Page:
I dedicate this post to innovation. Our advertising business is now a broad communications company because we have been innovating like mad over the last few years. If we hadn’t, it would have gone the way of hot metal (I am long enough at it to remember the compositors in the Irish Times, Irish Press and Irish Independent newspapers outputting the lines of type from molten lead on huge noisy typewriter like machines.). Those skilled craftsmen are now a part of publishing folklore as will be the UX Specialists of today (User Experience to ye outside the know). It’s all about change management and innovation. This is an excellent thing because it keeps us mentally agile, interested and hopefully, interesting.
“What has that to do with scallops?”, I hear you cry. My scallop innovation starts with inventing a new recipe for the little beauties. I came up with ‘Pan Seared Scallops on a Bed of Pureed Parsnips and Carrots with Ginger, Garlic and Chili’. I admit that the title needs a bit of work. What do you think of Scallops Peters, after the author of ‘Innovate or Die’, the seminal tome on the subject? A simple list of ingredients is part of my innovation:
- 12 scallops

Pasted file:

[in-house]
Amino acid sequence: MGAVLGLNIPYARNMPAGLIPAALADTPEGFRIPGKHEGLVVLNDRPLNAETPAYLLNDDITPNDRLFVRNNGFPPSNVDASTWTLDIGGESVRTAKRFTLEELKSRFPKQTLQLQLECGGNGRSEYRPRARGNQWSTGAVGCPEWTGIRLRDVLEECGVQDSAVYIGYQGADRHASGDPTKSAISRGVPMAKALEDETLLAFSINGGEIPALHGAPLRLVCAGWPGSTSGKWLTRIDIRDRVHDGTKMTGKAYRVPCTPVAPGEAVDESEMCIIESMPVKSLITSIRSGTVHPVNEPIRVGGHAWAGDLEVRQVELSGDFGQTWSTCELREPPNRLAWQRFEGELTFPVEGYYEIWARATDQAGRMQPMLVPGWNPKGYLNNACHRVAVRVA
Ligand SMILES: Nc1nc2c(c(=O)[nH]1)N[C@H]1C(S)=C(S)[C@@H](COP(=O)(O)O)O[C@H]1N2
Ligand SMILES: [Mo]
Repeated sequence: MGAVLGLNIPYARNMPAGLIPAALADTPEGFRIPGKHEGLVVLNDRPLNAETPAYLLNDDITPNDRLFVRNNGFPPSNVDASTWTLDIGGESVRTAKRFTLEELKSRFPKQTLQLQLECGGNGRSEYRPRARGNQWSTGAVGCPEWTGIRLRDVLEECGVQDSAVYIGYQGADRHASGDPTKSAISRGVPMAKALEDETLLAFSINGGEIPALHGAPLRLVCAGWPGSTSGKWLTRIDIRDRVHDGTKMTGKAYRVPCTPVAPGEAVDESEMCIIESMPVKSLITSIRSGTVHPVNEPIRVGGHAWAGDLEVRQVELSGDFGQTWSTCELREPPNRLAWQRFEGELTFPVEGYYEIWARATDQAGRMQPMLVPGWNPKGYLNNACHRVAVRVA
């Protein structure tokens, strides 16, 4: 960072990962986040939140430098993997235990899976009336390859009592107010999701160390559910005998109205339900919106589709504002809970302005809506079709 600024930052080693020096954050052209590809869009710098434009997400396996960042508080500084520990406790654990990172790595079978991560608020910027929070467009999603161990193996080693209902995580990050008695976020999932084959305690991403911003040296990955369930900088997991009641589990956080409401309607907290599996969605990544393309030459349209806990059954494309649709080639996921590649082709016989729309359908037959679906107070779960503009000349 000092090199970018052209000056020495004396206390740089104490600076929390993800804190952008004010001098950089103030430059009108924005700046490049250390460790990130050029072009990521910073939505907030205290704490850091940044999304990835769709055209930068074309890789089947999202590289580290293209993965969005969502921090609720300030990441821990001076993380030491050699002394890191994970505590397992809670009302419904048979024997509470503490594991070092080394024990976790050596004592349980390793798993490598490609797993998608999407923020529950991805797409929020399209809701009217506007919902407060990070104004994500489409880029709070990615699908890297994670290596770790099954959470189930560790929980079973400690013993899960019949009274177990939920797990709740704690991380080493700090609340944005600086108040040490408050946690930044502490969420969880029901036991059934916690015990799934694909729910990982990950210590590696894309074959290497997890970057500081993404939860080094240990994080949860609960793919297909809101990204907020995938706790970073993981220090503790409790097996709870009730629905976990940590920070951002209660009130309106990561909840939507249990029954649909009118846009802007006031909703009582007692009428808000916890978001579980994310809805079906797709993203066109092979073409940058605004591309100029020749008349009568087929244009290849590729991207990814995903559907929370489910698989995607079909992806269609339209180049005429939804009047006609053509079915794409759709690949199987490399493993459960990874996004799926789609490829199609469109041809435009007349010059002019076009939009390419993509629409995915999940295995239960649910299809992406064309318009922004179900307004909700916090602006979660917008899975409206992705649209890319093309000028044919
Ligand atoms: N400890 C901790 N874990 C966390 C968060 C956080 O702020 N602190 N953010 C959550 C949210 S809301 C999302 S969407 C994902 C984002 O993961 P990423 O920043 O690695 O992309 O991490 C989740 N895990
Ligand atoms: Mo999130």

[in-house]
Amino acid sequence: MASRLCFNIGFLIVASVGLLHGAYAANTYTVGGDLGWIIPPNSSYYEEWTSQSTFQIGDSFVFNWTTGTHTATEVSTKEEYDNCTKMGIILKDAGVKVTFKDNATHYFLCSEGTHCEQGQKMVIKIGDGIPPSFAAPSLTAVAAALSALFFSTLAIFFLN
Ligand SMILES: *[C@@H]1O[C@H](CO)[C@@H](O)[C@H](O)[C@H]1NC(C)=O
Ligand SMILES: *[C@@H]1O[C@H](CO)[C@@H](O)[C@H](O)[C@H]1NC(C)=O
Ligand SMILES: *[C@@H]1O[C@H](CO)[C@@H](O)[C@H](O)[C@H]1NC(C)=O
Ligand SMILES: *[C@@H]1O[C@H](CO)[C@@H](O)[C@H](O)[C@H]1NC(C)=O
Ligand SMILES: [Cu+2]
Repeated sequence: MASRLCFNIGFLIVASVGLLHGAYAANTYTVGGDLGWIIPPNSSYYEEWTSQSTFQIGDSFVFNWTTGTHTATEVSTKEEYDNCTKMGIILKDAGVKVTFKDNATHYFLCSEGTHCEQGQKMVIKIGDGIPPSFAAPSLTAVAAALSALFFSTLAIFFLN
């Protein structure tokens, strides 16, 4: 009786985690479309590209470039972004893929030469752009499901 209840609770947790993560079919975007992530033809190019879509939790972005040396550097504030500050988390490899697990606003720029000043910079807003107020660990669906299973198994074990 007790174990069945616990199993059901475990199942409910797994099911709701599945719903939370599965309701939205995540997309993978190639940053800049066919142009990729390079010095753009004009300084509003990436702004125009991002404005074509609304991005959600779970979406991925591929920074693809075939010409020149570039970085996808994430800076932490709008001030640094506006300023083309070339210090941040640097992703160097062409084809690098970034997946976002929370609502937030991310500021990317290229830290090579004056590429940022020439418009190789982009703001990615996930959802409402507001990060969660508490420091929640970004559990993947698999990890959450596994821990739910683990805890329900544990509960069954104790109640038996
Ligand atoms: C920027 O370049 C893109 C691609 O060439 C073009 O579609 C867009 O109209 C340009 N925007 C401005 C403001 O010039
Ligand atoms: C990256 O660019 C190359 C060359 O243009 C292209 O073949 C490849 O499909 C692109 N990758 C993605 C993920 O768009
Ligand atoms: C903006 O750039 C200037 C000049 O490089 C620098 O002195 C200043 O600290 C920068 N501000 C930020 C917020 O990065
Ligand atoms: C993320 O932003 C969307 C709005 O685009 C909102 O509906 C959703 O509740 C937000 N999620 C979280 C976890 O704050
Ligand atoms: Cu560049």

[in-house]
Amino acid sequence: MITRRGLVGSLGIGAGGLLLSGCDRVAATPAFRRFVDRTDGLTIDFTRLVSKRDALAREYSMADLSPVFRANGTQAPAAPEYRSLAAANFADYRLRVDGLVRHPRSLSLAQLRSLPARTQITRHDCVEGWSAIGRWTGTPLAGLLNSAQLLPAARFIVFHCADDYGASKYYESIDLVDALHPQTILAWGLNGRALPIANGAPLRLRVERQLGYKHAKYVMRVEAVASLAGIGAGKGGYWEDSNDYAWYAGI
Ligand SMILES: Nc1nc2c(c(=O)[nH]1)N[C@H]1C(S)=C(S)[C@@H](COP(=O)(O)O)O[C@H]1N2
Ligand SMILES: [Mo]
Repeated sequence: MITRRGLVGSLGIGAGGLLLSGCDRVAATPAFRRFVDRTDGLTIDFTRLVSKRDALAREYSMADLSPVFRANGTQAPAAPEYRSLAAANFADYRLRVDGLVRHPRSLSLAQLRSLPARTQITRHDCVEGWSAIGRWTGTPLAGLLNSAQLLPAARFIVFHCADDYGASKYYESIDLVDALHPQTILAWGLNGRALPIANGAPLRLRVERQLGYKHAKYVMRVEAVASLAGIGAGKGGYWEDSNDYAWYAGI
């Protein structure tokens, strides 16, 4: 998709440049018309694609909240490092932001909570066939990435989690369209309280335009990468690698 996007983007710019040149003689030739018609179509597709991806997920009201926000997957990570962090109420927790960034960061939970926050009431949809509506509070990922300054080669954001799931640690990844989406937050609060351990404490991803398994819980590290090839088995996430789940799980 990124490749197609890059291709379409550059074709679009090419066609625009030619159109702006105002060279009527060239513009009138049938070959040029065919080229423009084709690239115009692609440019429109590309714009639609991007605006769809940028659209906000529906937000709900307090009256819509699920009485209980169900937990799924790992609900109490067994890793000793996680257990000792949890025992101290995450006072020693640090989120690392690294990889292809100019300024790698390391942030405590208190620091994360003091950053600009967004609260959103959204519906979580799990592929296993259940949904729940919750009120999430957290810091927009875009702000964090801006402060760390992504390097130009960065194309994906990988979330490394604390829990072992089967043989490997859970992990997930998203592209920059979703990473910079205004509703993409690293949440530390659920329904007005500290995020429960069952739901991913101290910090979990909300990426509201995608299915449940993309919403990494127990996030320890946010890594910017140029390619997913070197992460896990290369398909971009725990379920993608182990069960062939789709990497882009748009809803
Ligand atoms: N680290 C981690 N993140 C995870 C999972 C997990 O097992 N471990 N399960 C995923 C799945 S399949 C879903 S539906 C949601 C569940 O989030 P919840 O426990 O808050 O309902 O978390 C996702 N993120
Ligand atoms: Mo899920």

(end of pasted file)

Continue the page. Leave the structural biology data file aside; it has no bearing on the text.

- Carrots (you decide on quantity)
- Parsnips (as above)
- 2 cloves of garlic
- 1 chili
- 2 inches of ginger root
- Some olive oil
I wanted to roast the chili with the carrots and the garlic with the parsnips. Innovation strikes again. I cut a channel into a carrot and a parsnip and inserted the chili and garlic.
The photographers amongst you will appreciate my next innovation. I wanted to get the vegetables at just the right angle for the reflected scallop shot up top of the post. Using a fixed 50mm lens led to a lot of trial and error. I solved the problem with a soon to be patented variable angle adjuster behind the chopping board.
At this stage I pureed the parsnip / garlic and carrots / chili mixtures. I squeezed in the juice of the ginger into the carrot.
You can innovate all you like and introduce change management programmes but nothing will get me to alter how I cooked the scallops. Into a hot pan with them. I fried these in a mix of vegetable oil and butter. I took them off before you might. Whatever you do don’t over-cook them.
The finished dish looked like this for all of about two minutes before we dug in.
This was a worthy innovation in my kitchen. The layers of flavour from the sweet scallops through the earthy parsnips to the slightly hot carrot, chili and ginger were wonderful. Give it a go.